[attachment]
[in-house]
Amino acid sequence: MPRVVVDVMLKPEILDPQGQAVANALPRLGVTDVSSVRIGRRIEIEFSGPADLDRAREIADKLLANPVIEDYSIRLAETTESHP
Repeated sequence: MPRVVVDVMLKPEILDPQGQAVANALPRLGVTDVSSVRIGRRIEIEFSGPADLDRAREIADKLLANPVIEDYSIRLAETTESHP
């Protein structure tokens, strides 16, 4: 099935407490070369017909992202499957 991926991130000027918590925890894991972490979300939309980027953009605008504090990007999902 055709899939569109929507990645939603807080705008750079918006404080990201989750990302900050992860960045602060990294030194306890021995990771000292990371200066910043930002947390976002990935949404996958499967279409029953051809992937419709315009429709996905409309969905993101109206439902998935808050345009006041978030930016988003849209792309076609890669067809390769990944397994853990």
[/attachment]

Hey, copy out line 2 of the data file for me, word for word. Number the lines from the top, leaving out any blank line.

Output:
Amino acid sequence: MPRVVVDVMLKPEILDPQGQAVANALPRLGVTDVSSVRIGRRIEIEFSGPADLDRAREIADKLLANPVIEDYSIRLAETTESHP